Its 1,500 artisans, designers, and entrepreneurs, who create accessories, footwear and home dcor from locally sourced renewable resources, are based in 10 countries, with one in three working in Latin American countries, such as Guatemala and Ecuador.
Ms. Sider said NationWares focuses on providing jobs for the marginalized and those struggling to make ends meet to improve their standard of living, while providing vocational training and education for the children in the community. Sider said. NationWares artisans are paid according to consumer demand and earn close to US$5,000 annually.
“We had one of our artisans start crying on her pay day. We asked her what was Pandora Charms wrong. She finally looked up at us and said, ‘I’ve never held so much money in my entire life, ” Ms. Sider recalled.
For 18 months, Consuelo McAlister and Anne Pringle’s Toronto based Local Buttons has been refurbishing secondhand clothing handpicked from Port au Prince, Haiti’s “pp” markets to sell to Canadian consumers.
Paying three times the national minimum wage for textile workers (200 Haitian gourdes, or US$5 ) in a country also battling the Bangladeshi model of sweatshop labour driven by low costs, Ms. McAlister said they recently signed to house their 11 Haitian employees, including seven tailors, in three rooms of a warehouse.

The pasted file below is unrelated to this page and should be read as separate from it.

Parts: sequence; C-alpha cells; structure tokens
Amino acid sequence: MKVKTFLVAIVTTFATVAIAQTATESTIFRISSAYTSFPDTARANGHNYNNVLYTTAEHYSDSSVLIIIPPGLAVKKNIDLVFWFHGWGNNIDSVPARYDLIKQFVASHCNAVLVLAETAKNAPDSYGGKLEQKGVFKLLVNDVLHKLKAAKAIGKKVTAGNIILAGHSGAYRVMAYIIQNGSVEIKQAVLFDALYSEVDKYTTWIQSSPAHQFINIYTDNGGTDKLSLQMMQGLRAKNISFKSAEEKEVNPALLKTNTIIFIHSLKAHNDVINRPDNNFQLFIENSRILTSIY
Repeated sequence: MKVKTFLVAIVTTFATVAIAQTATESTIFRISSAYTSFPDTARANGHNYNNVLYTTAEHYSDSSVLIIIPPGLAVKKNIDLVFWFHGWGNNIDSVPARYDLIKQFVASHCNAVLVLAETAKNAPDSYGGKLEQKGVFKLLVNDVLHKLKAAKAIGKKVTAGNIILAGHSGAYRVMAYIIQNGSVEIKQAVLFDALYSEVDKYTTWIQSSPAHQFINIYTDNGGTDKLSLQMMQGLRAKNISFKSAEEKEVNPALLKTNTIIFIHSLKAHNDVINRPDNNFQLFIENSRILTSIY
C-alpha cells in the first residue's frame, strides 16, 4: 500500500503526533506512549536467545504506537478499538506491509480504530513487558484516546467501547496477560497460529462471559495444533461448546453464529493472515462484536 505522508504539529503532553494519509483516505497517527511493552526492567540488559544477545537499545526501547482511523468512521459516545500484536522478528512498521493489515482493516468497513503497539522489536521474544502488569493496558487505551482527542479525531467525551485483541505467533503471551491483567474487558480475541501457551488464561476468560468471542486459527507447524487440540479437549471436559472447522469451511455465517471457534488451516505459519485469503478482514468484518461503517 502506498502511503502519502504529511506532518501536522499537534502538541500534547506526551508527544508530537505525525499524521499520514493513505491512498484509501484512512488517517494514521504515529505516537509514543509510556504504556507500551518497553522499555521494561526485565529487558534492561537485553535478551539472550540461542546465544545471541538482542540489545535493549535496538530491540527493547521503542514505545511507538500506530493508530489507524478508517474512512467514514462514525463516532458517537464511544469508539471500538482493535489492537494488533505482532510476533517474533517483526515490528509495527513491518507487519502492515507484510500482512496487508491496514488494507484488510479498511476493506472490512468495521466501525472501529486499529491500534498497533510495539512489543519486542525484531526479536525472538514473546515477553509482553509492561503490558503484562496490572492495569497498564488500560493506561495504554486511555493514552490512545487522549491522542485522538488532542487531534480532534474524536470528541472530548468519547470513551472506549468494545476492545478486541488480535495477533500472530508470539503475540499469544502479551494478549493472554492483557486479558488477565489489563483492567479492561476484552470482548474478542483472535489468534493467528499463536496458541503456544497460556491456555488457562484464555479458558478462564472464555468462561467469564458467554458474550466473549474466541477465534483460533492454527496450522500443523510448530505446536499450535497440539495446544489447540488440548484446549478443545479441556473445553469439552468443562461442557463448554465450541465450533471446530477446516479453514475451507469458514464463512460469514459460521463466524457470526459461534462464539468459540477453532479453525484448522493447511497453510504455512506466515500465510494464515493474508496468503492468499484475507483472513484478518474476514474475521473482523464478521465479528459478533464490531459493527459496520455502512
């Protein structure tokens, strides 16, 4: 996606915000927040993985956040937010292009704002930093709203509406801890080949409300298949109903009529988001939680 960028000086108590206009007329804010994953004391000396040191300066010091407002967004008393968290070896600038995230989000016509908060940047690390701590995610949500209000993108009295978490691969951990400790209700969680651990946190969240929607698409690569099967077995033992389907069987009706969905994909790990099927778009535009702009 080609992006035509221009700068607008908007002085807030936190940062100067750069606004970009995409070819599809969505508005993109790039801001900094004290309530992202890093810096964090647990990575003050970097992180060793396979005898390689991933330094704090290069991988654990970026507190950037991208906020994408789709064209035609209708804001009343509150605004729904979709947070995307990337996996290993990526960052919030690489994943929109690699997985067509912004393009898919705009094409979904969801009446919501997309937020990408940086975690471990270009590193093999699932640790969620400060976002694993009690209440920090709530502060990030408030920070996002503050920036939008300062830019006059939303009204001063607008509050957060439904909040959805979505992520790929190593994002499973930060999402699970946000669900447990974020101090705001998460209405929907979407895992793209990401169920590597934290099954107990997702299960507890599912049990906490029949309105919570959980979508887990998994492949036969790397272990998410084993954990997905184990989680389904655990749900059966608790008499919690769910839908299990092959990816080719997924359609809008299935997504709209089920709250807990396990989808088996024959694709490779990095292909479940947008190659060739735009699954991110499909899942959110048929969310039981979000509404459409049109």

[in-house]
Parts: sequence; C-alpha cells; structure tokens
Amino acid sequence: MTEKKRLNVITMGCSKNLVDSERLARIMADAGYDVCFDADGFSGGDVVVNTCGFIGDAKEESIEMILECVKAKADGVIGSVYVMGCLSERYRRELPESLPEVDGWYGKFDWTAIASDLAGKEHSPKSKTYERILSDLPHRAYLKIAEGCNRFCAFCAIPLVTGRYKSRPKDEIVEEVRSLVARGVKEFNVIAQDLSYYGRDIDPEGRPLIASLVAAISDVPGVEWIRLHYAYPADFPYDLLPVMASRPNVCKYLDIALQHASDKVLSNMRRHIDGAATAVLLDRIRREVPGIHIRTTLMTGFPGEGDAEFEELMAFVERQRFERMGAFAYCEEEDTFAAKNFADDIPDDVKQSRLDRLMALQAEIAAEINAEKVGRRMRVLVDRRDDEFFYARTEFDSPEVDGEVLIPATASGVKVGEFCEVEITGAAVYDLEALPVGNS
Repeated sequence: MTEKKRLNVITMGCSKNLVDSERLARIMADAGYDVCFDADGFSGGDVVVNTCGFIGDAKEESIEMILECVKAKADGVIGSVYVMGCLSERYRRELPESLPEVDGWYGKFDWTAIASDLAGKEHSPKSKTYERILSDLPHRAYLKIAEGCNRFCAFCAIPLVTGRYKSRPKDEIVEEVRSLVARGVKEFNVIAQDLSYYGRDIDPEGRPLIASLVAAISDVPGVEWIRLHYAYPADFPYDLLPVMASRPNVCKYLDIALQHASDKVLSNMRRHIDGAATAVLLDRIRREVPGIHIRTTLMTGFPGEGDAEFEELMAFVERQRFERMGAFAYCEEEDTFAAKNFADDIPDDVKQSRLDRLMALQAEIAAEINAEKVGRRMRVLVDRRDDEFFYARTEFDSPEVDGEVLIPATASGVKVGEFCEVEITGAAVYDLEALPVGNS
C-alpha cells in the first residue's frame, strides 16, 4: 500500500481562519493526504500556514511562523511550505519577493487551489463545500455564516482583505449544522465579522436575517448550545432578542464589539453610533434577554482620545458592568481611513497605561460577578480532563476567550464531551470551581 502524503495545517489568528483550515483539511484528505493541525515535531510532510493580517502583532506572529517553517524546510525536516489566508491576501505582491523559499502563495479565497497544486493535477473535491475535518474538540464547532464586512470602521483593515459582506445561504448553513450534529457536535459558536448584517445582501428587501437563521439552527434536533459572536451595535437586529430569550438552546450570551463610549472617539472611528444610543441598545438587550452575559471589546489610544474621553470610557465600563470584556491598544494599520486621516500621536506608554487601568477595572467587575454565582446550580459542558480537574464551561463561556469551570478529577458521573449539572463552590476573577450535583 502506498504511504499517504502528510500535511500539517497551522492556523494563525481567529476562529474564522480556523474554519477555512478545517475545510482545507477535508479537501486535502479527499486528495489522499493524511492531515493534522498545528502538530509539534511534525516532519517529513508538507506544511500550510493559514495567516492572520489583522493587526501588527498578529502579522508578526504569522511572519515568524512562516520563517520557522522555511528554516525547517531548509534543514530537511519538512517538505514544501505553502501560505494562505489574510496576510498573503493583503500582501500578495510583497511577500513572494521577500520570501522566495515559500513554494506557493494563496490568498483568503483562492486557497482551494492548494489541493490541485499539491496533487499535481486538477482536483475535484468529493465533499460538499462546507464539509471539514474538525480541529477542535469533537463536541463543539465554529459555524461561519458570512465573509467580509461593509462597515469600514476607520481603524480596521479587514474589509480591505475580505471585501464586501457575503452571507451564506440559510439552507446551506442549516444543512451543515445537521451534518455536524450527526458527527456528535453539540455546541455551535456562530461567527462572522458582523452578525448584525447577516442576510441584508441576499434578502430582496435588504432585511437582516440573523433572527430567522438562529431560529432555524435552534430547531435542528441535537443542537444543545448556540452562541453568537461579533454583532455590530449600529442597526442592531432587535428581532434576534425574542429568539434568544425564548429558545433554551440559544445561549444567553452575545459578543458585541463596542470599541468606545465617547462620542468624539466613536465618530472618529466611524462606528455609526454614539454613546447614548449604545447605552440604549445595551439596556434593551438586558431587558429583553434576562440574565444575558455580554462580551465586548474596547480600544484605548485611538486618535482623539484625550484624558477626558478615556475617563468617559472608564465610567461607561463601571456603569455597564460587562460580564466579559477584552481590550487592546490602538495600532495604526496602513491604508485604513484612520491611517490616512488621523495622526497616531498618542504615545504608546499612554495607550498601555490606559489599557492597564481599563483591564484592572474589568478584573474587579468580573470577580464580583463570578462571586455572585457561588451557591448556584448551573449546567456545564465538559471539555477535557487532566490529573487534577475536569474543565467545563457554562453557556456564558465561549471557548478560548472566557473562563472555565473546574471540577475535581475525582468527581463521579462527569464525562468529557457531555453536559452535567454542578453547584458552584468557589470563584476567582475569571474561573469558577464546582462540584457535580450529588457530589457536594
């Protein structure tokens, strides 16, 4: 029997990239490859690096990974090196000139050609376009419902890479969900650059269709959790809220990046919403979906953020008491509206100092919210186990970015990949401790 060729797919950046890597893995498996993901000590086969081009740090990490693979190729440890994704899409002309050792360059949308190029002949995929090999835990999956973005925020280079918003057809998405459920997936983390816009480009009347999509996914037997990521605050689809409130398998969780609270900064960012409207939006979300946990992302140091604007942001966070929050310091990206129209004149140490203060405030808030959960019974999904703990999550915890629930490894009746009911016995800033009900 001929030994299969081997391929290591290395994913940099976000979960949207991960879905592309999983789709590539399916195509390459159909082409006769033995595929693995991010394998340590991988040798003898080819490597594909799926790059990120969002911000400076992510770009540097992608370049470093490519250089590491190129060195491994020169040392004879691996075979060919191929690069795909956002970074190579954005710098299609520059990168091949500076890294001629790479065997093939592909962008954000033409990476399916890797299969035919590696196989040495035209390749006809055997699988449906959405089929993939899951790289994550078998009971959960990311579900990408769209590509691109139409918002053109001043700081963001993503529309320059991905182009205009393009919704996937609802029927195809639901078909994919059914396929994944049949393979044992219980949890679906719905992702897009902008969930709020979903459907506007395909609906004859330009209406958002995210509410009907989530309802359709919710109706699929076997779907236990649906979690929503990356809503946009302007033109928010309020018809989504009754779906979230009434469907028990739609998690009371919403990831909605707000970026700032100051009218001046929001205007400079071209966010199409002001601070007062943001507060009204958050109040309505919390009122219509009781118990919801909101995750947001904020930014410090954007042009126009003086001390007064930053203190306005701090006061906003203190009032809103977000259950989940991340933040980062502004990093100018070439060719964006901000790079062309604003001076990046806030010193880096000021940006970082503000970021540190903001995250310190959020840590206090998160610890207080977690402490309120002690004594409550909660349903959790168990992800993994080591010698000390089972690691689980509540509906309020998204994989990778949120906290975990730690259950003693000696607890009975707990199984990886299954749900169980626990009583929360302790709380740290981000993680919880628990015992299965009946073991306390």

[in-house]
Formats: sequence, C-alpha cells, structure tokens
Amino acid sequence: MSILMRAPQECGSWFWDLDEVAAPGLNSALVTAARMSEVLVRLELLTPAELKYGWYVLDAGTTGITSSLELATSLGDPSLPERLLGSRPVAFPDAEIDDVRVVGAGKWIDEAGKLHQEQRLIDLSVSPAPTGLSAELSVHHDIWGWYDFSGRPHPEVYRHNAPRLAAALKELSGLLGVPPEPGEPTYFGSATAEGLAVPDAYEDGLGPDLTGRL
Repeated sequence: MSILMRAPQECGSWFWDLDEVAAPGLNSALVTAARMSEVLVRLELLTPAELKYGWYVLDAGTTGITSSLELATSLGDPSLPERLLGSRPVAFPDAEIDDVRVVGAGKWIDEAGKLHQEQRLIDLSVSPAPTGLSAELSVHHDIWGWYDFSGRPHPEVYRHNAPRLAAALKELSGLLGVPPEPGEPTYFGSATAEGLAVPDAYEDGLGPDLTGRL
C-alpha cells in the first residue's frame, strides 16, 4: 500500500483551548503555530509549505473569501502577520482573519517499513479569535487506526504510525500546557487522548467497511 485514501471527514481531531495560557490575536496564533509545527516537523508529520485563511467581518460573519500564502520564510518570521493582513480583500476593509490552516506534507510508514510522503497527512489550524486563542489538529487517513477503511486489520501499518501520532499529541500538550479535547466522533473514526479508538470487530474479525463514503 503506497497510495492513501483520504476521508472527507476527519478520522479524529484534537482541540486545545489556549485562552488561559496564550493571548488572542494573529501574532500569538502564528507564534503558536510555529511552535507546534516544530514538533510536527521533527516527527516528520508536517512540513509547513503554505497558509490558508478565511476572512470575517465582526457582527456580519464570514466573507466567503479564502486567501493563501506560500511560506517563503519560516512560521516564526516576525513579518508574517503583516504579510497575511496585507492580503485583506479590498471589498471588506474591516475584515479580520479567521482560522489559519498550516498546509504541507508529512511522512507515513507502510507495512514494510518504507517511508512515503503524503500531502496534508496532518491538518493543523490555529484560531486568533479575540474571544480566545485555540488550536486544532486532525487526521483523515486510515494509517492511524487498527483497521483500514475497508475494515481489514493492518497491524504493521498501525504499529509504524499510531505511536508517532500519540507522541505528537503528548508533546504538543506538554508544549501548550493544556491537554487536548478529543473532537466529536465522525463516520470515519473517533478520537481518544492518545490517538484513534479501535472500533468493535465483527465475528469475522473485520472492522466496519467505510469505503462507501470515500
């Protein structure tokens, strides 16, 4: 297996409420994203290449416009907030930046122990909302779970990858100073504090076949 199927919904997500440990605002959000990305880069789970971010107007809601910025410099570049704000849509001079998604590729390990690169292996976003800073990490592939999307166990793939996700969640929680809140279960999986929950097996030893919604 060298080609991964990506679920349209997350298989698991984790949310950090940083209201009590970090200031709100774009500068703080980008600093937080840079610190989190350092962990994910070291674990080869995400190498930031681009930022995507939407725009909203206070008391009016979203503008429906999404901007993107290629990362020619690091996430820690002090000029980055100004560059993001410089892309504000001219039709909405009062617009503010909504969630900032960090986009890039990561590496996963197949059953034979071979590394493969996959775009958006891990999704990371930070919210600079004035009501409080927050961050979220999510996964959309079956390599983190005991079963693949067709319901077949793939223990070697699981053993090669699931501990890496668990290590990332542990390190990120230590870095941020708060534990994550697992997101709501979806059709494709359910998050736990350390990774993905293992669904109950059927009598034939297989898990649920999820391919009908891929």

Socially conscious companies are burdened with the challenge of balancing profits with a sustainable philosophy.
Ms. Mir admitted Azadi Project’s profit margin was negligible. Ms. Sider said she doesn’t take a salary for her fair trade pursuit. Her husband works several jobs to sustain their small enterprise. The couple plan to move to Antigua, Guatemala for a year to live with the artisans fashioning their products. Ms. McAlister described Local Buttons as a small business depending on high margin products in a competitive mass producing industry, looking to bring refurbished clothing to the mainstream Canadian market.
“We have to be realistic the consumer decides in this intensely competitive sector,” she said.
Kelly Drennan, founder of not for profit Fashion Takes Action that promotes sustainability in the fashion sector, agreed that the onus is on the consumer to avoid the traps of “fast fashion,” an industry obsessed by the bottom line.
“Fashion is an expression of our personality and our creativity, for example, expressing your love for the environment. Unfortunately, it takes tragedies like in Bangladesh for that mainstream consumer to judge a $3 Joe Fresh T shirt,” Pandora Charms she said.
The deadly Rana Plaza collapse may have initially ignited an international conversation, she said, but as the dust settles it remains business as usual for the majority of Canadians and companies such as Joe Fresh.
Ms. Mir and Ms. Drennan said a boycott of clothing made in Bangladesh is not the answer to buying ethically, especially when the South Asian country’s largest export is garments. Instead, Joe Fresh and its global counterparts need to stop hiding the trail of sweatshop labour within the global supply chain of the garment industry and engage in more transparent manufacturing, the ethical apparel advocates said.
Large retailers such as Wal Mart or Loblaw tend to work with thousands of suppliers and distributors, who become middlemen to find manufacturers to produce merchandise and prospective buyers for those products a convoluted supply pipeline that can lead to less oversight on factory floor safety standards and leaves consumers will little information on tracking down their T shirt’s place of origin.